Here’s how we created our…
Lace-Up Birdhouse Magnets
First, we used stamps to ink to ‘paint’ our birdhouses. If you’re looking to keep the mess to a minimum, stamp inks are a great option, and most are quick drying!
Next, we began decorating and embellishing our birdhouses with Smooch® Accent inks and sequins.
Anything goes on this step, just be sure that you don’t cover the lacing holes.
Now the fun part! Use a bright, colorful embroidery floss to lace-up your birdhouse. How you lace your project is really up to you.
TIP: Even though the holes are large, I would recommend using a needle. It helped me keep my floss under control and avoid tangles.
Once you’re done lacing your birdhouses you can use them in a number of different ways; to decorate a present, embellish a card or scrapbooking page, or to make a refrigerator magnet.
Cut pieces of magnet, with an adhesive backing, to fit the top and bottom of the larger birdhouse and just the top of the smaller.
We had a set of bird stickers that we also attached magnets to and the littlest in the family loves collecting the birds and putting them in their houses.
Hello, I’m Erin from My Very Educated Mother, and I’m a new member of the EyeConnect Crafts Design Team! As a homeschooling mother of four, it’s hard to find time to craft without having at least one child looking over my shoulder. For that reason, I like to work on crafts that are kid-friendly, and really, there isn’t anything better than sharing your passion with your family!
This first project is perfect to make in anticipation of spring days to come! The kids and I used the Lace-Up Rain Cloud to create a tissue paper cloud and glittered rain drops. Here’s how you can make a cloud of your own.
First, cover the raindrops with a layer of decoupage medium before sprinkling them with glitter. Be sure to cover both sides with glitter and then let them dry.
TIP: Keeping the raindrops attached makes this step less messy for both little and big hands. A paintbrush is also much easier for applying the glue.
Second, rip white tissue paper into rough 1″x1″ pieces. Wrap them around the eraser end of a pencil, dip them in glue, and then stick them to your cloud.
If you have younger kids, you may need to go back through and use the end of the paint brush to add more tissue paper and make sure everything is attached and sticking.
Let the cloud dry for an hour.
Once everything has dried, you can start attaching your raindrops to your cloud.
Originally we planned to use gray baker’s twine but realized it looked much better with this heavy quilting thread instead.
As you can tell from the picture, you WILL get glitter everywhere! We don’t mind but if you do, try using a glitter glue instead.
I ended up doing most of the threading but that’s okay, it was fun wondering around the house with my daughter as she tried to decide where to hang it!
We tried it in a door frame.
Then, it migrated to the back door, and this is where it is still.
To hang our cloud, we used mounting putty since it’ll stick to anything and the kids always get a kick out of it.
Live FaceBook Tutorial with MyKidsTime This Fri. Feb. 3 at 10am!!
Thanks for joining us during our fun -and crazy- kids craft time! The live video is available on MyKidsTime FB page and will soon be available on YouTube as well as here.
Here’s our final Valentines Day card using the Lace-Up Broken Heart:
Scroll to the end for your discount code!
Thanks for watching!!!
This Fri. Feb. 3 at 10am Erin, the owner and founder of EyeConnect, and her son Elon -age 5- will show you how to make a fun simple kids craft for Valentines Day. Join us live as we paint, stamp and lace-up 2 of our Lace-Up Hearts is a simple kids craft idea for Valentines Day.
Tune in on MyKidsTime’s Facebook page at 10 AM EST Fri. Feb. 3 for this short and easy kid’s Valentines Day craft tutorial!
If you’d like to craft along with us or if you’re visiting after the live feed here is a supplies list of all of the different materials that we utilized in the craft. And of course please feel free to alter or substitute anything that you may have, that is part of the fun of crafting, experimenting!
And make sure to watch to the end, as I offer a discount code for all of the people that joined us on Facebook live! Thanks for watching! Have fun crafting!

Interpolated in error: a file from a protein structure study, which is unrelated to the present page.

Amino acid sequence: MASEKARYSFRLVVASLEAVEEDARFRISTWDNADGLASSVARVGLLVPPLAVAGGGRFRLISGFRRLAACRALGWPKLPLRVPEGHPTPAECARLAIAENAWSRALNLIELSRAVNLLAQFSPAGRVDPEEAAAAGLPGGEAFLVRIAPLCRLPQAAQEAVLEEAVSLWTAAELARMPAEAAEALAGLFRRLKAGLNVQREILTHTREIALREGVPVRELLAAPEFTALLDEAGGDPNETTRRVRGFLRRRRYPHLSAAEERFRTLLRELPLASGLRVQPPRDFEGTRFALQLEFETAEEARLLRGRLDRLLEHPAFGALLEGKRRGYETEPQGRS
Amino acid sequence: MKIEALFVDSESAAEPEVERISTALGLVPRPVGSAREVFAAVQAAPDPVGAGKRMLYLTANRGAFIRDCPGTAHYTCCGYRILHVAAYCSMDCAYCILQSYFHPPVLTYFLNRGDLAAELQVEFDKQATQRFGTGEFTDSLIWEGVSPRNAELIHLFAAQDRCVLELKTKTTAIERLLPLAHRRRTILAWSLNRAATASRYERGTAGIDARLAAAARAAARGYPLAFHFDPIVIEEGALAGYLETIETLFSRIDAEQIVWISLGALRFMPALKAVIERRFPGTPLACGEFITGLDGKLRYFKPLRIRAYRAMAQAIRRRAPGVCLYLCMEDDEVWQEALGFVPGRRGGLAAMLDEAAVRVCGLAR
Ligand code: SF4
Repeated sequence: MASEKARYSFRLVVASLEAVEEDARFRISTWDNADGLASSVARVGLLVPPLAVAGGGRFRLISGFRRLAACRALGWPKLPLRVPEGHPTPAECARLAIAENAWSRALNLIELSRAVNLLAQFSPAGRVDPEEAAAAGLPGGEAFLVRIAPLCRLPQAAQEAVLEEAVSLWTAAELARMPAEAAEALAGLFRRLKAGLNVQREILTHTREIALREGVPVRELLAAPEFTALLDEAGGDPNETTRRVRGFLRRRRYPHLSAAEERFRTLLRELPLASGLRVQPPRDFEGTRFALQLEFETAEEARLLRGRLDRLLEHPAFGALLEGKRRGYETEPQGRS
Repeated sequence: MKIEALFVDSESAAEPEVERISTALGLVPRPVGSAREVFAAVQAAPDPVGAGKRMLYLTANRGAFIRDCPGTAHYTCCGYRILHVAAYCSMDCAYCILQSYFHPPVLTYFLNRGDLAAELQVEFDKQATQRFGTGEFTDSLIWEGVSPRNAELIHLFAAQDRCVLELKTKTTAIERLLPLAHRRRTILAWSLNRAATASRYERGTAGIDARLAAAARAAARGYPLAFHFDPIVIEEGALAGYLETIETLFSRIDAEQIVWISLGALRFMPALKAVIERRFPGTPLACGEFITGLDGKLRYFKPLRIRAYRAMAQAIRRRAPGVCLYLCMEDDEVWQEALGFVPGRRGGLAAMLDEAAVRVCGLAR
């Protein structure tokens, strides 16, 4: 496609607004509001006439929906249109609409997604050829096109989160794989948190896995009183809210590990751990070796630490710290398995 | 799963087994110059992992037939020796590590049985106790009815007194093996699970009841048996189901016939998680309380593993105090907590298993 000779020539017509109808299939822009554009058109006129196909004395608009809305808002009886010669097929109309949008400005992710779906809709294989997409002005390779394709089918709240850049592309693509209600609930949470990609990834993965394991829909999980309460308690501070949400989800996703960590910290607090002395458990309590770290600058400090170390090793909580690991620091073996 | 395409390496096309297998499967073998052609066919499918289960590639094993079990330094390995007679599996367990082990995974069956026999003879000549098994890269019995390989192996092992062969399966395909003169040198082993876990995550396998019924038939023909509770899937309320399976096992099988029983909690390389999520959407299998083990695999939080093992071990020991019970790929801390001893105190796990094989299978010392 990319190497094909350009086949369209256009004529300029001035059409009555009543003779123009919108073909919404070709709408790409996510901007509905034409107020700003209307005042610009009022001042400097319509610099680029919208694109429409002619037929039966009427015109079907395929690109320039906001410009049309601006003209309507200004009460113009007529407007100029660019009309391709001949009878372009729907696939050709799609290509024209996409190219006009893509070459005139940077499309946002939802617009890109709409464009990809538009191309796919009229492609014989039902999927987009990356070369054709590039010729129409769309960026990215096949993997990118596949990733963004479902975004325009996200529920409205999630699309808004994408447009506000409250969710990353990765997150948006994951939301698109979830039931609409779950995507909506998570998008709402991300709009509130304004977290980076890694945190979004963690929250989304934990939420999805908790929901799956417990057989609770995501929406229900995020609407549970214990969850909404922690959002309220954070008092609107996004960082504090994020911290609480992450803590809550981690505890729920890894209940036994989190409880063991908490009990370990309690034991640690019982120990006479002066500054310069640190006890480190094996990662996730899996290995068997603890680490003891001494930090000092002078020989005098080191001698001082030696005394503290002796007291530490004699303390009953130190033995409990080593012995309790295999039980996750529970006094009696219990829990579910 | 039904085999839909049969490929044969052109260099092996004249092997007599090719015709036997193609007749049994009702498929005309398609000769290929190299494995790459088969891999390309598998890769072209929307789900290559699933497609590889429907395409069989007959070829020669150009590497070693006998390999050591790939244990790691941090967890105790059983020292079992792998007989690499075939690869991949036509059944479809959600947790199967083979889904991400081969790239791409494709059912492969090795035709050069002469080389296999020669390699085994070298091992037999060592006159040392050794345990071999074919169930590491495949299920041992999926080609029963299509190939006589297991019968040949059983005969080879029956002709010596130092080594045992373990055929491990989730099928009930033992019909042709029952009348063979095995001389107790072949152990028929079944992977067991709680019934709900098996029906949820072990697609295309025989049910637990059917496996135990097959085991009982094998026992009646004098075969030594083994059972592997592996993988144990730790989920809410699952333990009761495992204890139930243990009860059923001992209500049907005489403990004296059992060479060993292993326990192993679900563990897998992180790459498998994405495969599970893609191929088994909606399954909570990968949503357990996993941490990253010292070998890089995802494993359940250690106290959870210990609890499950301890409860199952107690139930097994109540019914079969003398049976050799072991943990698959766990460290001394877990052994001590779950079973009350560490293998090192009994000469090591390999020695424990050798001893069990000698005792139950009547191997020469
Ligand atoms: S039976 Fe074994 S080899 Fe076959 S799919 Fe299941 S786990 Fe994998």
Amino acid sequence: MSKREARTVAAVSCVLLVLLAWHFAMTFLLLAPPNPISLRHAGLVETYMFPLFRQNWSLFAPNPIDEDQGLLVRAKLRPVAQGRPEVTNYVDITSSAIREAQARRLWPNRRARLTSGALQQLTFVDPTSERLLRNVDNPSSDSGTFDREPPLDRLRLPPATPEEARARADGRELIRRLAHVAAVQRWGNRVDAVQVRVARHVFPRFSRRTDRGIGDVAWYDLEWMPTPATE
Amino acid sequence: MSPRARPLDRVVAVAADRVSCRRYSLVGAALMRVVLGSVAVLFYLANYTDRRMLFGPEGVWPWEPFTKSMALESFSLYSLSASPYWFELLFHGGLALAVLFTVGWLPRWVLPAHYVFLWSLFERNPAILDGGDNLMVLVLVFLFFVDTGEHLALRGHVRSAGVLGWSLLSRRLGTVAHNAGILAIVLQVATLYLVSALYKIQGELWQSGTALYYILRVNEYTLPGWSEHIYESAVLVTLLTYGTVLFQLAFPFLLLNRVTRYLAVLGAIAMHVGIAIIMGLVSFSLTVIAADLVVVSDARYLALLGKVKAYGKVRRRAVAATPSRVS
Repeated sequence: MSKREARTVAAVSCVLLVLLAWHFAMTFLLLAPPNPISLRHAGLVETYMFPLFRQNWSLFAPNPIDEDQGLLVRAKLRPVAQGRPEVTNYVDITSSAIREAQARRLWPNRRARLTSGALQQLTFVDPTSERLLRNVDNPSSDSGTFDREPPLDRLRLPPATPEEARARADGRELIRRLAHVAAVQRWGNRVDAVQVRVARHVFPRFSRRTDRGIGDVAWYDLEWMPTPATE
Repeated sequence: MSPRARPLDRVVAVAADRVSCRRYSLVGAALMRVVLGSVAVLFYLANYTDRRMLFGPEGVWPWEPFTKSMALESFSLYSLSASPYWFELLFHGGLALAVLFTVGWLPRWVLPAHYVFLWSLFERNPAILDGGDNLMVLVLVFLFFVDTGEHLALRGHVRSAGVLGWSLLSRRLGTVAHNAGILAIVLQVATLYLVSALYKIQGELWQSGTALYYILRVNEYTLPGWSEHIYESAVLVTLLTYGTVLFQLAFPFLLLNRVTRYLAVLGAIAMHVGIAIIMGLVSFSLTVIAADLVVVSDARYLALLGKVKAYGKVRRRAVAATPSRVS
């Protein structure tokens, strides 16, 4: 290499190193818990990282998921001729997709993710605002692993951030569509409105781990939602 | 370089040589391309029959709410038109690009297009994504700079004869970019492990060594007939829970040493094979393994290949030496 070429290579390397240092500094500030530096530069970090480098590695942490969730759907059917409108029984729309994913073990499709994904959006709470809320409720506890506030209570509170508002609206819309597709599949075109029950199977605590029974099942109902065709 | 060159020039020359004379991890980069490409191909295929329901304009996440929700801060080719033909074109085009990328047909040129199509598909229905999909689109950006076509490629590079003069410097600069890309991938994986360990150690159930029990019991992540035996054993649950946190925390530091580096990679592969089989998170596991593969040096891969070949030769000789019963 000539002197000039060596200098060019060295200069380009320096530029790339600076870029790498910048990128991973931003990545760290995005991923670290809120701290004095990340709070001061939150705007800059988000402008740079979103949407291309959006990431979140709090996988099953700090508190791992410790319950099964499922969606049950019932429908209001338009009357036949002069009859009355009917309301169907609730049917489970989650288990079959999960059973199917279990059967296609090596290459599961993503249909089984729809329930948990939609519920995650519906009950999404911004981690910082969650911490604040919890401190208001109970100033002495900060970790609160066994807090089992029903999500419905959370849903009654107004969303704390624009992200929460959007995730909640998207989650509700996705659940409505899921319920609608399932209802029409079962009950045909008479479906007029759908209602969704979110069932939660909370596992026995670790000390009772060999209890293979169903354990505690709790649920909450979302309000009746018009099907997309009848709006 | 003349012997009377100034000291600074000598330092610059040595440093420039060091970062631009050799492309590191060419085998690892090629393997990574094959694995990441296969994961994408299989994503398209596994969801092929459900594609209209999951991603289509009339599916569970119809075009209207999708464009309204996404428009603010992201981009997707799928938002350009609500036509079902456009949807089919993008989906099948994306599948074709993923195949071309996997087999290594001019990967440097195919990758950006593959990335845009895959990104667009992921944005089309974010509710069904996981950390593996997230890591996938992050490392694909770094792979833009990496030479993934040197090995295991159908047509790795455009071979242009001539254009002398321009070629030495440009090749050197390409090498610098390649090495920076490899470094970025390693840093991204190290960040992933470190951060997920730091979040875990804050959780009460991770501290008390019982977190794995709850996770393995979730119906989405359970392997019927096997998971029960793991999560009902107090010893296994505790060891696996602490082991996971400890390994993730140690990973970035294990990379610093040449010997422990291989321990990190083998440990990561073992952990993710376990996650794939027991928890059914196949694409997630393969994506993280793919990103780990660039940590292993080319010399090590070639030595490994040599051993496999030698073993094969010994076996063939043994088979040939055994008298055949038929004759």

Supplies list for the Facebook Live Tutorial:
[ ] One pack of EyeConnect Crafts Lace-Up Broken Hearts in size large (comes with 2 broken hearts)
[ ] An assortment of string, ribbon or leather to lace up your broken hearts
[ ] Stamps
[ ] Ink stamp pads
[ ] Quotes, expressions, or phrases either as stamps or pre-printed stickers.
[ ] One or two piece of long chipboard and/or patterned paper
[ ] One or two pieces of chipboard or card stock to form the card base size 8.5 x 11″ or 10 x 7″
[ ] Glue, glue stick or white craft glue works fine or if you want to be more permanent about it I hot glue gun works well too
[ ] Assortment of watercolor paints, or acrylic paints, or spray inks
[ ] Assortment of pens, pencils, crayons or other implements of destruction
[ ] Baby wipes
[ ] Water brushes, regular paint brushes will do fine as well
[ ] One or two mini clothes pins More Broken Heart Project Ideas:
Here are some of the many different ways you could design your Lace-Up Broken Hearts:
Our one-of-a-kind craft kits are posable!
So, go ahead and play with your art!
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“For anyone who has ever wished they could draw animals and the position right, or just add symbolism or dimensional interest to their projects, EyeConnect Crafts has the answer! … Made from 100% recycled chipboard, these unique chipboard products can be used in multiple paper crafting applications, from scrapbooks, art journals, and greeting cards to home decor and DIY projects.”
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“Made from 100 recyclable materials, these DIY cardboard cutouts from EyeConnect Crafts are sure to spice up your stamping routine. Paper dolls are more popular than ever, and many Lace-Ups would compliment any stamped dolls perfectly. These funky cardboard shapes are easy to use – all you have to do is pop them out, embellish, string them up and you’ve got an intriguing accent to add to your stamped collage or diorama. String up such designs as the garter and corset with distressed ribbon for a shabby chic appearance. Try adding eyelets for an extra industrial effect!”
The Stamper’s Sampler, by Devon Warren, Managing EditorThe Stampers' Sampler: the Art of Rubber Stamping
“I fell for EyeConnect Crafts’ Totem Poppets the minute I saw them. What captured me right away and has held my interest over the years is the design and how different they are from everything else in the world of paper crafts and mixed media. They are graphic and graceful, intelligent and sophisticated without being too offbeat, beautifully crafted, fun to use; neither too large nor too small. The story of each totem animal is an added bonus. I’ve always had an affinity for elephants and turtles. Now I know why! Like Goldilocks’ porridge: Just right!”
Judi Kauffman – Designer, writer, product review columnistI fell for EyeConnect Crafts' Totem Poppets the minute I saw them.